Rafael Soriano: Why the New York Yankees Weren't Wrong in Signing Him
Entering the 2011 season, the New York Yankees presented a top-notch bullpen expected to possess dominance, consistency and strength against their opponents.
With misfortunes such as Phil Hughes’s dead arm and Pedro Feliciano’s capsule tear in his left shoulder, which may possibly put an end to the reliever’s season, the Yankees are unfortunately dealing with another pitching problem: Soriano’s tendency to allow runs and lose games.
During the offseason, the New York Yankees signed the remarkable Tampa Bay Rays closer with good reason. Soriano ended the 2010 season with a 1.73 ERA, the second best of his 10-season career. In 62.1 innings, Soriano allowed only 14 runs, four home runs and led the MLB with 45 saved games.
Yes, $35 million is extremely overpriced for a setup man. However, with the Yankees concern of finding a closer on par with Rivera before his retirement, Soriano was expected to be the perfect candidate.
With a 6.57 ERA for the 2011 season so far, Soriano has yet to display his full potential and prove that the Yankees were just in offering $35 million for him.
Were the Yankees Wrong in Signing Soriano?
In 12.1 innings pitched, Soriano allowed 13 hits, nine runs and one home run, proving to be more of a disturbance to the team than an aid.
On April 25, Soriano gave up two hits and one run in the top of the ninth inning, allowing Brent Lillibridge of the Chicago White Sox to score. Soriano’s inconsistency continued the next night against the White Sox, as he gave up a two-run home run off the bat of Paul Konerko, allowing a 3-2 lead in the eight and causing the White Sox to win for a second night in a row.
Soriano’s poor performance this season is causing fans to wonder, were the Yankees wrong in signing him?
Not at all.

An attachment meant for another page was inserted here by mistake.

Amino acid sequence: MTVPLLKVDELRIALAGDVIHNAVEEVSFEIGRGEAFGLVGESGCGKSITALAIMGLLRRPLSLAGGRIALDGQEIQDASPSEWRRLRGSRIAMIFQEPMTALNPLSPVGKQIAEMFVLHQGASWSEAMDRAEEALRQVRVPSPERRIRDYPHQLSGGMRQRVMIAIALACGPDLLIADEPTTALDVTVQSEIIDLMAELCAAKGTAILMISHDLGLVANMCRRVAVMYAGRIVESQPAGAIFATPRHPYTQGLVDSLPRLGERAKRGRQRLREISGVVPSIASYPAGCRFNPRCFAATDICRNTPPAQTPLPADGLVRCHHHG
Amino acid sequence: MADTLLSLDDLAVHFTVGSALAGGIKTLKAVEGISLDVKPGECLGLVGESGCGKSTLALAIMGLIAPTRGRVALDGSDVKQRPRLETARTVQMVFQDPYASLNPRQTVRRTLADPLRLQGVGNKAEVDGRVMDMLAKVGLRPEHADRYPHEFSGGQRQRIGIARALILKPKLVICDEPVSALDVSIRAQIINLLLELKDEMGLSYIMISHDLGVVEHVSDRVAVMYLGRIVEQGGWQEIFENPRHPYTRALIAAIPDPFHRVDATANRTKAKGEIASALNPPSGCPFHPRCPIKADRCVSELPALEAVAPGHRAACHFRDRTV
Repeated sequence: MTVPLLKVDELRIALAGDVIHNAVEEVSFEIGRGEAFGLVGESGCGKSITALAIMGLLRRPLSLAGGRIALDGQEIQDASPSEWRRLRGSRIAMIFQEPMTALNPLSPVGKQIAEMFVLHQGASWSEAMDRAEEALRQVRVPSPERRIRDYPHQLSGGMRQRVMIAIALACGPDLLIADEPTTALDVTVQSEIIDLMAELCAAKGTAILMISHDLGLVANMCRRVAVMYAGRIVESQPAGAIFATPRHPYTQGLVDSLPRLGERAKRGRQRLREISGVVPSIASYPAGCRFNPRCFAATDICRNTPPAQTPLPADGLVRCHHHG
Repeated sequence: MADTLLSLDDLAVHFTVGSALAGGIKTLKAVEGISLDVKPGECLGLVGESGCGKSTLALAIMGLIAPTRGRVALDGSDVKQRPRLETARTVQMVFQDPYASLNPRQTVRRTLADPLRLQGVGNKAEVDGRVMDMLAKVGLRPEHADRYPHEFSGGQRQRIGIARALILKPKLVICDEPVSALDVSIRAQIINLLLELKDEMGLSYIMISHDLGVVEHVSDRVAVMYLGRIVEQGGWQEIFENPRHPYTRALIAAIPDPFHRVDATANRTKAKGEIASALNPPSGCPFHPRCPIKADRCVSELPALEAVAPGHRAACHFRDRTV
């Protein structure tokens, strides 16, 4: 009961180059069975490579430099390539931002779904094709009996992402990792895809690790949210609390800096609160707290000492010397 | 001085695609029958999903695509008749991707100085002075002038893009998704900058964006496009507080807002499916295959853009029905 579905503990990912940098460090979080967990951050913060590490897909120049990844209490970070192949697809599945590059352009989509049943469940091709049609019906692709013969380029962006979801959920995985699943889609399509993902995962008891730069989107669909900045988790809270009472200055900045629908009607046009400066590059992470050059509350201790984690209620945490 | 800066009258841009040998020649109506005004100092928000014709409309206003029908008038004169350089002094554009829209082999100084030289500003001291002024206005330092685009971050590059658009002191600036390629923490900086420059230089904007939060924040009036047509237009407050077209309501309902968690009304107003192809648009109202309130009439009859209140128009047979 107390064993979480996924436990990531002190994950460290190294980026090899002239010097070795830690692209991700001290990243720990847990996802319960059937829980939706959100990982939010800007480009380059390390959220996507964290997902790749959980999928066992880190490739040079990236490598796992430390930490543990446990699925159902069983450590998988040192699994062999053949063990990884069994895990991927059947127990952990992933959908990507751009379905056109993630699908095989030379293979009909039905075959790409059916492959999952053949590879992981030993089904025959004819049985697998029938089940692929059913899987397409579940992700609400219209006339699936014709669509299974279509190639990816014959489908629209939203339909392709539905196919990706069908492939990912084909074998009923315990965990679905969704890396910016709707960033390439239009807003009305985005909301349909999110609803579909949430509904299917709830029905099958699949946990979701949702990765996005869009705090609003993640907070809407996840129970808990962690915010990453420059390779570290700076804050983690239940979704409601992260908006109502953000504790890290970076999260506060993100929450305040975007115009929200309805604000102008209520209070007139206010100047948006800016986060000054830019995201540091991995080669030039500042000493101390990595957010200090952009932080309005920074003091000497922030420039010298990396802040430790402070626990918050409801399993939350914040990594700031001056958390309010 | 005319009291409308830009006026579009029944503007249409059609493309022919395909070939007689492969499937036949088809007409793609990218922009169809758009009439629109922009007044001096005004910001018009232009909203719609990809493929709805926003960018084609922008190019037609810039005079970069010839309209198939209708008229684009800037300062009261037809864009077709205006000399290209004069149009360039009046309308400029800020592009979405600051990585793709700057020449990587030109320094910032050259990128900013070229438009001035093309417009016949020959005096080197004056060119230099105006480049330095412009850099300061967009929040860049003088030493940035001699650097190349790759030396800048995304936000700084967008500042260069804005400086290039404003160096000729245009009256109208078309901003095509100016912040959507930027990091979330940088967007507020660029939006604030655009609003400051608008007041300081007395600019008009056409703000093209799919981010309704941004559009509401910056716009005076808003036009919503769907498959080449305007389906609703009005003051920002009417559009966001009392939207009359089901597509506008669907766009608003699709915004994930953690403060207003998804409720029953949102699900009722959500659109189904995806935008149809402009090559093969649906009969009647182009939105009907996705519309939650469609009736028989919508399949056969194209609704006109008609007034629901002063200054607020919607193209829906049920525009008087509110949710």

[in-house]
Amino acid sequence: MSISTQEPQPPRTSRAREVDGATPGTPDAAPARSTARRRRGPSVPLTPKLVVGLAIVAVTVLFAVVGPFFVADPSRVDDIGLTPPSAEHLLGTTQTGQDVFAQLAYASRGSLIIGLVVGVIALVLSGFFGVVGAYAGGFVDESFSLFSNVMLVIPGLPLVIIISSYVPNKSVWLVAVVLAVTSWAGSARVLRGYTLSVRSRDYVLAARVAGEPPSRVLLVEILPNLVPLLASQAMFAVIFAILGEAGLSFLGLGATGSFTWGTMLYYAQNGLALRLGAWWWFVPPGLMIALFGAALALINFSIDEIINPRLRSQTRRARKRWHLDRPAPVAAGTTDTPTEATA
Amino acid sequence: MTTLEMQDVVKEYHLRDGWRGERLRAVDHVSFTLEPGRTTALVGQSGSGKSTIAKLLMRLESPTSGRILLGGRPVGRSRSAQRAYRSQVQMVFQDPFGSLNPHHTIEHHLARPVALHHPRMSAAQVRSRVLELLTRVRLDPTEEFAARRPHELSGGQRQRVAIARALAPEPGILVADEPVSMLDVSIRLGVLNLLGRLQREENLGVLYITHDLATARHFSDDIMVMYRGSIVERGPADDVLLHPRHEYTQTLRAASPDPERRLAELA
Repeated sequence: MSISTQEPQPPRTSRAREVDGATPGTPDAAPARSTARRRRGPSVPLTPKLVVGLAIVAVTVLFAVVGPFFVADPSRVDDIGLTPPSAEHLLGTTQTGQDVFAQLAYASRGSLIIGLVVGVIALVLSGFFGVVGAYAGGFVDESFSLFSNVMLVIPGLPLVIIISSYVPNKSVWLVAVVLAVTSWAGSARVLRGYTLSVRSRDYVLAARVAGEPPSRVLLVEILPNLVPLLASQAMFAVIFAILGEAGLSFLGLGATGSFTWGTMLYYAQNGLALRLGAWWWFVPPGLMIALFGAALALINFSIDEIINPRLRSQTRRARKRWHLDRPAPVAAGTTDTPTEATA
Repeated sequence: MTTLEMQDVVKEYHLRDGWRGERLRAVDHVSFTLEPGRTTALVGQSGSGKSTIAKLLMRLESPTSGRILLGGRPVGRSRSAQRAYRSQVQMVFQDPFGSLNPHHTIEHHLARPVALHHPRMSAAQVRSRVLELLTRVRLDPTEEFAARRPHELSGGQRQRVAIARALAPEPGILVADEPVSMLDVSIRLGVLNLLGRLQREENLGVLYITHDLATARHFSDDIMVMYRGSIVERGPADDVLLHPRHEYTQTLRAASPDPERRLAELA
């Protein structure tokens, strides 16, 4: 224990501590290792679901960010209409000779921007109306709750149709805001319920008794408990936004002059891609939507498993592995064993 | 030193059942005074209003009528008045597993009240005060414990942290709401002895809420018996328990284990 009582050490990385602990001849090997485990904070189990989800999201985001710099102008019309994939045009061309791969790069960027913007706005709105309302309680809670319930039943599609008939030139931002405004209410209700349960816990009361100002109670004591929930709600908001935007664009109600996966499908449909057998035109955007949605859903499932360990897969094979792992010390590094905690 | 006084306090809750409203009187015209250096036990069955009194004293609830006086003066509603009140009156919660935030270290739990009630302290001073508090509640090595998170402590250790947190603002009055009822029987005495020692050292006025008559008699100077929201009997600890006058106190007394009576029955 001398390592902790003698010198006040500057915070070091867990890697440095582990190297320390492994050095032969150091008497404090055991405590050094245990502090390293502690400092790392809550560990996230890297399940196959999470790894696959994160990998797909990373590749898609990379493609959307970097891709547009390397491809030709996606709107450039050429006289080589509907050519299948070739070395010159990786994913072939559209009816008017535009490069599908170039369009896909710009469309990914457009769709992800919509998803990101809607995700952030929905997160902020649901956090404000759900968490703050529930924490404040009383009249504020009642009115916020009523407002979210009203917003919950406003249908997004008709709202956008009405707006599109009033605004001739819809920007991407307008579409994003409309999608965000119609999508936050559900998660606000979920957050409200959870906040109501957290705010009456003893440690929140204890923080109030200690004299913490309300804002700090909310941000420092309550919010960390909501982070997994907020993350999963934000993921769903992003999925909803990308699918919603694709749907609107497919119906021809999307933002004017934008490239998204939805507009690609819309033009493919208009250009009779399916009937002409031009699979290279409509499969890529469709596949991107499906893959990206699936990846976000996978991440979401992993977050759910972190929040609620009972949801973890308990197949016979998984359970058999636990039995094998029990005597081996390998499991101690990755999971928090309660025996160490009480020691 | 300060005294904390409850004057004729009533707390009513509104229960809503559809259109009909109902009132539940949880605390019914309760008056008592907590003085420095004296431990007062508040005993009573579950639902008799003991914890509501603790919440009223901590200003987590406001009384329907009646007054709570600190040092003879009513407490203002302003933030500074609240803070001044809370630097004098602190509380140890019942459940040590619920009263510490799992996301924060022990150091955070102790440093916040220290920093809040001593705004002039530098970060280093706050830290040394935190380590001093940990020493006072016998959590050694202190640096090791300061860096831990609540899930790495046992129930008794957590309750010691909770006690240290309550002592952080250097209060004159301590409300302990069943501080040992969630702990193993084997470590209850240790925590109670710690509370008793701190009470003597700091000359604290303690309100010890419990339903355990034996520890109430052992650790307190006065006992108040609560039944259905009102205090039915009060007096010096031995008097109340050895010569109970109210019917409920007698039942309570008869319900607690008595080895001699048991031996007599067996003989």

Soriano has only pitched in 13 games this season. Sure, his performance in most of them has been anything but spectacular, but it is still just the beginning.
"Because to me the fans in the ninth when I was the closer last year, everybody was loud and I've seen in the eighth it's a little different," Soriano told reporters of the New York Post. "I know there's a lot of people here, but it's a lot different to me."
Soriano is not yet used to his new environment and pitching position, causing him to pitch poorly. He is also completely different from his teammates; Soriano is less outspoken, shy when it comes to the media and is not used to the New York hype.
Just because he may not be able to adapt as quickly as other players in regards to pitching in New York and in his setup man position, does not mean he should be written off as a pitcher just yet.
We have witnessed time and time again the determination and strength Soriano has possessed on the mound. Just because he is in a slump right now, this does not mean the Yankees were wrong in their decision to sign him.
If Soriano continues to pitch poorly throughout this season, then New York clearly isn't the place for him.
Until then, Soriano has an opportunity to pitch like the dominant pitcher we know him to be.
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